The undisputed king of boxing and the best-paid athlete in world sport. Looked more vulnerable than in a long time against Marcos Maidana but is widely expected to win the rematch. Unless he takes higher risk contests, it seems that little can stop him from reaching 49-0 and, ultimately, probably retiring on reaching 50-0. A great fistic talent, but his penchant for cherry-picking oppo at the right times is arguably holding him back from even greater adulation and all-time P4P consideration.
Underwhelming next choice of opponent in Chris Algieri has accentuated the suspicion that he is a faded force and possibly busted flush whose career is treading water. Nonetheless, he remains a phenomenon with an incredible ledger of achievements and, after Mayweather, the biggest name in the sport. The world still yearns for that fight, of course, although we now know it will never happen.
An enigmatic talent who disappointed big-time in his rematch against Pacquiao, however his overall record commands respect and his wins against Provodnikov and Márquez, which prefaced the Pacquiao defeat, were impressive for different reasons. Intriguing to see where his career goes next, once he recovers from a calf injury.
Past his best, but has still enjoyed a remarkable and wonderful career. I think we all agree that a fifth fight against Pacquiao holds little lustre, so where he goes next after his victory against Mike Alvarado is a huge question - the answer might be retirement. We will soon see.
5. Andre WardCareer is stagnating when it should be at its peak. A wonderful talent, but signature wins and fights are sparse, despite potential for some huge fights in and around his division (Golovkin, Froch 2, Stevenson etc). As long as promotional discord keeps him inactive or only sporadically active, he will continue to move inexorably down a P4P list that he should be looking to top. Recent rumours have linked him to contests versus Kessler or Golovkin - let's hope that's true.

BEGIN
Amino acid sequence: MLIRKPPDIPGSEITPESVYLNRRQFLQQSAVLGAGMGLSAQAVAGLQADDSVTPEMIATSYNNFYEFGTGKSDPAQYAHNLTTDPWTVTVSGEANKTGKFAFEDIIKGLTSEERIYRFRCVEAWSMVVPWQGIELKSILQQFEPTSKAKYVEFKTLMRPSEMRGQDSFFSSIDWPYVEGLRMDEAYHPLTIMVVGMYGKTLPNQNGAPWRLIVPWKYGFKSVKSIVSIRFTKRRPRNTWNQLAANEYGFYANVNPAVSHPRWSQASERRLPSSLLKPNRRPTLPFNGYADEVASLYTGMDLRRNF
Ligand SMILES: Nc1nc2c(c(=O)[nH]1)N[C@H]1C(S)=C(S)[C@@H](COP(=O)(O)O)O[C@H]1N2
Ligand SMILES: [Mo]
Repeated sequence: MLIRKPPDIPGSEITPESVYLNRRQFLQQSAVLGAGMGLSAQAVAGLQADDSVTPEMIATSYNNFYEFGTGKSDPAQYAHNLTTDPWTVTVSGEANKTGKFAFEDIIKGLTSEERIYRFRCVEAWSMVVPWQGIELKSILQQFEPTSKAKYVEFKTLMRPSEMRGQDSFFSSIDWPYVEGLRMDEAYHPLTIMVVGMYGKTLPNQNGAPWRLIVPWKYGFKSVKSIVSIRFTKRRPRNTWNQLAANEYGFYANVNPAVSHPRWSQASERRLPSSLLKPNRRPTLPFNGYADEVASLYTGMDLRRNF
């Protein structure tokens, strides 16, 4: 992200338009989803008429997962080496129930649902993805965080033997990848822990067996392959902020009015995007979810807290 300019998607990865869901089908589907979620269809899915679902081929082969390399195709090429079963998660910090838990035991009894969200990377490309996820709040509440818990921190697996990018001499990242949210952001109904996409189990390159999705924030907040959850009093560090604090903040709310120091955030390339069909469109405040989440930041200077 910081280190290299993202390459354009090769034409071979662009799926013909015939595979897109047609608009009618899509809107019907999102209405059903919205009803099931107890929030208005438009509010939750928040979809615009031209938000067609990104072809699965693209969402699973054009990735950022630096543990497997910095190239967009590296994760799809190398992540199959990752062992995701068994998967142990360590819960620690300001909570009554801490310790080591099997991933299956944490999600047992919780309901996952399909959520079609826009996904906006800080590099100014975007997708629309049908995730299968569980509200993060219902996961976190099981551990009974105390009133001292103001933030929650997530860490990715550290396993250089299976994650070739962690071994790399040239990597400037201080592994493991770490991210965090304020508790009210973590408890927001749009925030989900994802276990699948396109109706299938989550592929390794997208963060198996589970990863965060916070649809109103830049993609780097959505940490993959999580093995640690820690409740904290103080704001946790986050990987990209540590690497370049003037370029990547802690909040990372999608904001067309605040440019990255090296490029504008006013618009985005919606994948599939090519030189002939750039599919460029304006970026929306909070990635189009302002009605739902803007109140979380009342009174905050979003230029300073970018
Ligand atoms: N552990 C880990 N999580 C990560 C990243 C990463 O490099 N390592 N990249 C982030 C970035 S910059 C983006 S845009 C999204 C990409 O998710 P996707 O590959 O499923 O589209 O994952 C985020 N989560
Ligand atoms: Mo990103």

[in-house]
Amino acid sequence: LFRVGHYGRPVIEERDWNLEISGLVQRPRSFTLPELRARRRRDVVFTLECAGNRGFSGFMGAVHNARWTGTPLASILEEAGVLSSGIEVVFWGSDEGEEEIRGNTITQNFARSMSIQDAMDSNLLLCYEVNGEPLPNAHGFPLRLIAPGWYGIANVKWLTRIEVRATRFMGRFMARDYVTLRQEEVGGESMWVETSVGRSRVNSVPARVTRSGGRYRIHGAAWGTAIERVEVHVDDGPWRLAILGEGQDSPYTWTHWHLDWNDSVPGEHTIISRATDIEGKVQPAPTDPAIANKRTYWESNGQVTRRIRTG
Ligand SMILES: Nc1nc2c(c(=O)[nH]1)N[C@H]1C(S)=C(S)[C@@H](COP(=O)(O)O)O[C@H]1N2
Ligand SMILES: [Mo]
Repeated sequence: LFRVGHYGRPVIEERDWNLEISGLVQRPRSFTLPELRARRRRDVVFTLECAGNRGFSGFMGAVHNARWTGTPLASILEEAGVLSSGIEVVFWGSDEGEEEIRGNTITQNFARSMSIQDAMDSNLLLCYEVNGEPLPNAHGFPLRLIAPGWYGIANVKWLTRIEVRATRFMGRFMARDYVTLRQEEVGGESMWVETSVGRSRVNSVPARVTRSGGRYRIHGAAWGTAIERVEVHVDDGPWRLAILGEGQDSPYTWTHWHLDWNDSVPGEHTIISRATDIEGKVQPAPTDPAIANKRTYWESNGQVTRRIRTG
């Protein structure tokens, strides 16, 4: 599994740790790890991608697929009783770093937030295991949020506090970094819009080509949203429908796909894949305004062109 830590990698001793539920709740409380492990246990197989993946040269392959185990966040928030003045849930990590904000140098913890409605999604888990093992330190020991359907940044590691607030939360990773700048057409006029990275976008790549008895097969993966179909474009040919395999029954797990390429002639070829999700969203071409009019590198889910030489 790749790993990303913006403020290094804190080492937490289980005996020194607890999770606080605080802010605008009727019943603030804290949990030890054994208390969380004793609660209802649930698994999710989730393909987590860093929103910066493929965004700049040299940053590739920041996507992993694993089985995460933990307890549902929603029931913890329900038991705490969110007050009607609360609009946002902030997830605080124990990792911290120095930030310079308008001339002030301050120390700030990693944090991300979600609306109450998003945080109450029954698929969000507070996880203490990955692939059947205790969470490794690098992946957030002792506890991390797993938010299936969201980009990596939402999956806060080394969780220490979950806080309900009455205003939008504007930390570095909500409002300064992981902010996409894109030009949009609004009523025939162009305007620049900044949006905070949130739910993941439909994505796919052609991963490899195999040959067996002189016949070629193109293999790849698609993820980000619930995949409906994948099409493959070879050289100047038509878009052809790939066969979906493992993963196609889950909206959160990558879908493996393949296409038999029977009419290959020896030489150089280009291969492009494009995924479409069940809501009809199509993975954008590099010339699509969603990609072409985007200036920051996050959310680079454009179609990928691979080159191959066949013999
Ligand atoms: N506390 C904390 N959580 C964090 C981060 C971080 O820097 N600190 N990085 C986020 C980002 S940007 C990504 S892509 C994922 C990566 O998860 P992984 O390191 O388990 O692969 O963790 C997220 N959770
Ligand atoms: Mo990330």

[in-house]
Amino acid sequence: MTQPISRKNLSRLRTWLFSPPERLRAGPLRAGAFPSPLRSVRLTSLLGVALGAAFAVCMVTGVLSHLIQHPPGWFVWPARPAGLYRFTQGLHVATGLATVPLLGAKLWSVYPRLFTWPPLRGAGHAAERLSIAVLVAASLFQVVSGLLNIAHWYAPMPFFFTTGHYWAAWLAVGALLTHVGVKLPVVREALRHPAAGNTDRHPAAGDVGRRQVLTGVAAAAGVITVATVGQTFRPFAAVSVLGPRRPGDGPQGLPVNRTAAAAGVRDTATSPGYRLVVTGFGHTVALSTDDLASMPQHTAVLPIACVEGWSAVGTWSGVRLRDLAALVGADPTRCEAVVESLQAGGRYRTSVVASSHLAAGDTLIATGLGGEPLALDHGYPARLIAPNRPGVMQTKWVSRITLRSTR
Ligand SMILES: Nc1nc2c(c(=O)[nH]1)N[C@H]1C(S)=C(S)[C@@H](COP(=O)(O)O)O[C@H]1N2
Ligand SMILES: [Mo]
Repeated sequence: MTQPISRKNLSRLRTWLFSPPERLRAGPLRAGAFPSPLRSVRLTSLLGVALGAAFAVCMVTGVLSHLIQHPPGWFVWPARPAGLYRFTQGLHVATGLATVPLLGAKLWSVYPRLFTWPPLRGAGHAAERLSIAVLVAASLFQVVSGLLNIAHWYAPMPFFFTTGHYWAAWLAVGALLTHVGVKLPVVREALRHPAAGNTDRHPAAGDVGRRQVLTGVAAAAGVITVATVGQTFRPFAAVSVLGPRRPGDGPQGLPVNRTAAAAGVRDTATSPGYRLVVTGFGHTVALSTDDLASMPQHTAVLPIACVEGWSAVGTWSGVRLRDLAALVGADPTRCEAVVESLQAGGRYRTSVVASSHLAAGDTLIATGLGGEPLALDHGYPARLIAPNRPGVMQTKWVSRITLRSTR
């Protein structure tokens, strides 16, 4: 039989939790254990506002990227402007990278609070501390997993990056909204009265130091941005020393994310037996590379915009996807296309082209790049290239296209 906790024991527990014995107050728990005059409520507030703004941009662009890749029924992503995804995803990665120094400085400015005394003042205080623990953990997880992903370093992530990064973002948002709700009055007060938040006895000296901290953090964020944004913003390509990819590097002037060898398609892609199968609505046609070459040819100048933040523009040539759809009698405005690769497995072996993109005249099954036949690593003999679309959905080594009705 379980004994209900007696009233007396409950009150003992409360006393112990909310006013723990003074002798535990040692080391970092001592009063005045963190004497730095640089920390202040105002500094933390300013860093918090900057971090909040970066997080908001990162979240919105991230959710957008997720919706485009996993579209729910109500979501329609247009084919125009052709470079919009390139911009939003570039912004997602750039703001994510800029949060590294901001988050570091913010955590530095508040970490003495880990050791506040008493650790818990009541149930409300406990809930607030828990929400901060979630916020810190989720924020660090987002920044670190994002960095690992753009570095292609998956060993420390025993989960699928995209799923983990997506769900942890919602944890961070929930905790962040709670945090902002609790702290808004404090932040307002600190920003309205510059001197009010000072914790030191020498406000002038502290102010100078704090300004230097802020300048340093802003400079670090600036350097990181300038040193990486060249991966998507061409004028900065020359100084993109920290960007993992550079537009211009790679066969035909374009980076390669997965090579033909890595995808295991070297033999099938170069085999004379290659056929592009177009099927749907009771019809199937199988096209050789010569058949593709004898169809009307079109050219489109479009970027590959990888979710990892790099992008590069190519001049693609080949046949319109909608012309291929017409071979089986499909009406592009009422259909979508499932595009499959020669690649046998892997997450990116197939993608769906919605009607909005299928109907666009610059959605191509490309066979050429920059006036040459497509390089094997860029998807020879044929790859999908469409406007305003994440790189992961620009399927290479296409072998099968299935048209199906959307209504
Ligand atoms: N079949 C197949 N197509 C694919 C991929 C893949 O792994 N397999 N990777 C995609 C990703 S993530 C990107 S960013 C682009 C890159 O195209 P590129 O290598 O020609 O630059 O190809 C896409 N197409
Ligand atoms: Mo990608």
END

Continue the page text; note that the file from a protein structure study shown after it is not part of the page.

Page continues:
A breathtaking talent, although not to everyone’s taste. Indeed, sometimes he doesn’t seem to be to anyone’s taste. Boxiana is a fan of his pure hit and not get hit artistry though. He's not box-office, but is worthy of his place among the current gods of the sport.
Has looked utterly unstoppable at middleweight recently, although he badly needs a signature fight against a better class of opponent to rubber-stamp what many suspect – namely that he’s a middleweight for the ages.
As far as Boxiana is concerned, a perplexing omission from nearly every current P4P list doing the rounds. García can bang, box and has a superb chin. Totally dismantled the much-avoided and huge hitting Lucas Matthysse, and has defeated everyone else he’s ever faced, although he got a debatable decision versus Mauricio Herrera. Deserves a big fight.
Teak-tough warrior who has been willing to face anyone, any time, any place. Not the most gifted technician, and was schooled by Ward, but his consistently high level of opposition deserves the utmost respect.
Has had an absolutely incredible career, which should demand and command more respect and recognition. A victory against Kovalev is not beyond the bounds of possibility, and his technique and longevity are quite simply without parallel or equal in boxing right now.
P4P lists are probably the most contentious and ridiculous rankings system in boxing, yet they retain an intriguing allure. The main criteria Boxiana has employed in our rankings is to try and combine an assessment of a fighter’s career as a whole along with an assessment of their recent form. Wins against fellow P4P ranked fighters seem to have helped elevate certain fighters to the higher reaches of our rankings – indeed, all of our top five hold at least one victory against another member of the P4P top ten, while no one ranked from 6-10 has beaten a fellow top ten pound for pounder.
Canelo Álvarez - limitations exposed versus Mayweather and then Lara.